Hacking becomes dangerously real: 8 cybersecurity predictions to consider

Hacking becomes dangerously real: 8 cybersecurity predictions to consider

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Many companies will not see the benefits of their zero-trust efforts in the coming years, while legislation on paying ransomware gangs will expand and attacks on operational technology may have real-life consequences, according to a set of predictions. cyber security.

The list comes from gartner technology analystthat said business leaders should incorporate these strategic planning assumptions into their security strategies for the next two years.

“We can’t fall back into old habits and try to treat everything the same way we have in the past,” said Gartner Senior Analyst Director Richard Addiscott. “Most security and risk leaders now recognize that a major disruption is just a crisis away. We can’t control it, but we can evolve our thinking, our philosophy, our program and our architecture.”

  • Consumer privacy rights will be expanded

Privacy regulation continues to expand and the tech analyst predicts it will stretch to cover five billion people and more than 70% of global GDP. He said organizations should track subject rights request metrics, including cost per request and fulfillment time, to identify inefficiencies and justify accelerated automation.

  • By 2025, 80% of companies will adopt a strategy to unify the web, cloud services and access to private applications

Garter said that with the rise of hybrid working, providers are offering integrated security services edge services across cloud and web application security. The benefit here is tighter integration, fewer consoles to use, and fewer locations where data needs to be decrypted, inspected, and re-encrypted.

  • Many organizations will adopt zero trust but fail to realize the benefits.

Tech analyst predicts that by 2025, 60% of organizations will attempt to adopt zero-trust security, a concept that assumes there is no traditional “edge” in the corporate network, so all devices and users must re-authenticate periodically. But he said that more than half will not realize the benefits.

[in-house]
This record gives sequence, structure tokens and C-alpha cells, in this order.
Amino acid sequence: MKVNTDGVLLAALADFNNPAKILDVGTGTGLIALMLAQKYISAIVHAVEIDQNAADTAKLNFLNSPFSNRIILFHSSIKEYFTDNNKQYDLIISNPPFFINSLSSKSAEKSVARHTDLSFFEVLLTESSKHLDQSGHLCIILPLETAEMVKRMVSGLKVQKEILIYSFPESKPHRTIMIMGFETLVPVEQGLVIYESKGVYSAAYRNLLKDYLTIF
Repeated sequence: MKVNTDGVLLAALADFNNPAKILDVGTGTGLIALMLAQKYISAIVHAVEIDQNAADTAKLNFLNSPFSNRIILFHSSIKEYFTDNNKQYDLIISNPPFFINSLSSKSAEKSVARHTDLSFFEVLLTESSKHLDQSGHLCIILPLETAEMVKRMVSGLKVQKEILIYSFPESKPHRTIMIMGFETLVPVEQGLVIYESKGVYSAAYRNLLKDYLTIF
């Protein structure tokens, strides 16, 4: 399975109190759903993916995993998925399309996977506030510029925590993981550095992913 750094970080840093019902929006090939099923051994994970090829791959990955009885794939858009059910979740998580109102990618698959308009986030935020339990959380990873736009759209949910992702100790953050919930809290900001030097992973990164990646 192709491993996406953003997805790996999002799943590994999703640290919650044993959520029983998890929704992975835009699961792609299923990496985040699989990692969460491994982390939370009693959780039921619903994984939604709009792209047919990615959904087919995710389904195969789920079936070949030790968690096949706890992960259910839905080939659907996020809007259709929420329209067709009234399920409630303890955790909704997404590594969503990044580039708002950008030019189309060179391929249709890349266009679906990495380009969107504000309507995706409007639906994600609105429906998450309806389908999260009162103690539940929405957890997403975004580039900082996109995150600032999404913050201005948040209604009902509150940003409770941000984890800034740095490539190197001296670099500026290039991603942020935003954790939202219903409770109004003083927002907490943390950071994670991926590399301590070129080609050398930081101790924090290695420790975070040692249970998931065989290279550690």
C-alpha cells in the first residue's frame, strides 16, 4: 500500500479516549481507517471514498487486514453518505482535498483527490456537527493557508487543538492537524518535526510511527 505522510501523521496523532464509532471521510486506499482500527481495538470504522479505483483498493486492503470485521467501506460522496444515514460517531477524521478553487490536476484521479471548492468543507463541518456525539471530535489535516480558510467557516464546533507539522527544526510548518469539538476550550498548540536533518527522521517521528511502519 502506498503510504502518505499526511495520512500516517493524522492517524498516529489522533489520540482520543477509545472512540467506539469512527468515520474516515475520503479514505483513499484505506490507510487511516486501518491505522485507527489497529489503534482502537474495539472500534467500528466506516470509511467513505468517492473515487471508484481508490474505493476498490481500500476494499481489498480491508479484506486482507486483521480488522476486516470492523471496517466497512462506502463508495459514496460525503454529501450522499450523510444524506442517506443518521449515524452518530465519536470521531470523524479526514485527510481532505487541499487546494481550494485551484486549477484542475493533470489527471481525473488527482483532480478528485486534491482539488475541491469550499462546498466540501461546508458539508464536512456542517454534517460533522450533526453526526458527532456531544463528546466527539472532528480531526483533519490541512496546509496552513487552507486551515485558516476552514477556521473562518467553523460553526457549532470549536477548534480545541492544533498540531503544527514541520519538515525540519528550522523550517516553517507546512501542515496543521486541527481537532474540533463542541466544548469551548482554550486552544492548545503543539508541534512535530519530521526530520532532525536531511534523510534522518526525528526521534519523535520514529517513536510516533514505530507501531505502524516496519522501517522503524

Replacing implicit trust with identity, and risk-appropriate and context-based trust, is extremely powerful, Gartner said, but requires cultural change and clear communication linking it to business outcomes to realize benefits. And not every company that tries will succeed.

  • Cybersecurity will be key in choosing business partners.

Gartner predicts that by 2025, 60% of organizations will use cybersecurity risk as a “primary determinant” in conducting third-party transactions and business engagements. Only 23% of organizations monitor third parties in real time for cybersecurity exposure, according to Gartner data. But as a result of pressure from customers and regulators, he believes organizations will begin to insist on measuring cybersecurity risk, from simple monitoring of a critical technology vendor to complex due diligence for mergers and acquisitions.

  • Ransomware payment legislation will increase

Right now, there is little legislation on when companies can, and cannot, pay ransomware lawsuits. That could be about to change; Gartner predicts that one in three countries will introduce such laws soon. The decision to pay the ransom or not is a business decision, not a security one. Gartner recommends engaging a professional incident response team, as well as the police and any regulatory bodies before trading.

  • Hackers will weaponize operational technology environments to inflict human casualties.

Attacks on OTs (hardware and software that monitor or control equipment, assets and processes and are often the brains behind industrial systems in factories or power grids) have become more common and disruptive, Gartner said, warning that to By 2025, threat actors will have operational technology environments “weaponized” to inflict human casualties. “In operational environments, security and risk management leaders should be more concerned with real-world dangers to humans and the environment, rather than information theft,” according to the analyst firm.

  • Resilience will be more than just cybersecurity

By 2025, 70% of CEOs will drive a culture of organizational resilience to deal with cybercrime threats, but also severe weather events, civil unrest and political instabilities, Gartner said. “As the disruption is likely to continue, Gartner recommends that risk leaders recognize organizational resiliency as a strategic imperative.”

  • Cybersecurity will matter for the CEO bonus

By 2026, 50% of C-level executives will have risk-related performance requirements built into their employment contracts, Gartner said. With boards now increasingly viewing cyber security as a business risk rather than just a technical issue, responsibility for cyber risk will shift from the security leader to senior business leaders, she said.

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